"I would be reasonably fit but I did put in a lot of training – about 1,000 miles – before it, mostly in the Glens of Antrim.

"Since coming home I realise we don't actually have hills in Northern Ireland.

"The thing about mountain biking is that it is usually short, sharp climbs, not like the Alps.

"It was tough but very fulfiling. By the time we got to day five and had a fair amount covered, for most people lethargy started to set in and it became as mentally tough as it was physically.

"There was not any one of us who couldn't have done it but you really needed to push yourself to keep going.

"I thoroughly enjoyed it. It's something that unless you have done it then it is very hard to explain what it is like. The scenery was absolutely stunning and you saw places you would never get to see in a car. Spiritually it was very uplifting. There was a real sense of achievement in getting over those hills and great camaraderie.

"I wanted to make sure any money I raise stayed in Northern Ireland and so while I do operations on people with cancer, I thought that the cancer charities do get a lot of support.

"Our son James started Rosstulla Special School last year and when there are cuts it is usually special needs which are hit first. I just wanted to be able to go into the school and give them a cheque and uplift the school.

"Also James joined an athletics group which he really enjoys. The group trains young children with special needs at the Valley Leisure Centre so I decided to give two-thirds of what I raise to the school and the rest to the athletics group.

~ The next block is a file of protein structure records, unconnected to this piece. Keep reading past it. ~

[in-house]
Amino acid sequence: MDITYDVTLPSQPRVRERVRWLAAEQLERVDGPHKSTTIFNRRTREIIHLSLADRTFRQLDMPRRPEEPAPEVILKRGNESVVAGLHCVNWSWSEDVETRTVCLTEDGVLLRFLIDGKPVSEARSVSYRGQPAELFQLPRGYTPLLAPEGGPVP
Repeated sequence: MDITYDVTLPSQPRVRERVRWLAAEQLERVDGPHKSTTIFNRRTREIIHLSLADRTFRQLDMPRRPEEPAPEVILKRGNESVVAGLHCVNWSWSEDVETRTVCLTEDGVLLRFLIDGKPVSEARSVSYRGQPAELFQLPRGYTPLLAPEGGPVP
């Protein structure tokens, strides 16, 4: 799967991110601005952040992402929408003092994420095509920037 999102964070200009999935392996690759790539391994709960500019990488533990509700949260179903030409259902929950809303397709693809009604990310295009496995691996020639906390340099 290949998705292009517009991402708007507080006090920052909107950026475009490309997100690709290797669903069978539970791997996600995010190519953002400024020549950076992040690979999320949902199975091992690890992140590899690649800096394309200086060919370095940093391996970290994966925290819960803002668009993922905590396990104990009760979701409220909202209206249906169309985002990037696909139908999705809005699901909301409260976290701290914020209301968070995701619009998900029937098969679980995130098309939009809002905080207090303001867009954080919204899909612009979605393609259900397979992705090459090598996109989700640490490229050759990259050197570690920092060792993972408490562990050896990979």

"James was finally diagnosed with global learning difficulty. He went to a mainstream primary school but we knew he wouldn't have coped with a secondary or grammar school.

"Rosstulla has a holistic approach and we felt he would be safe and well looked after there and in his first year he has blossomed and we are now hoping he will do his GCSEs.

"At the moment I have raised around £4,000. People have been very generous."

Mark: 'At times you were thinking that this is insane!'

Mark Taylor, a consultant hepatobiliary and pancreatic surgeon at Kingsbridge Private Hospital and the Mater Hospital in Belfast, was so unfit in January that he struggled to throw a ball around with his kids. Mark (41) lives in Doagh with his wife Jenny (42), a GP, and their two children, Matthew (13) and Hannah (9). He says:

At the start of the year I was overweight and unfit. My blood pressure and cholesterol were high and I was about three stone heavier than I should have been, weighing around 17st 10lb.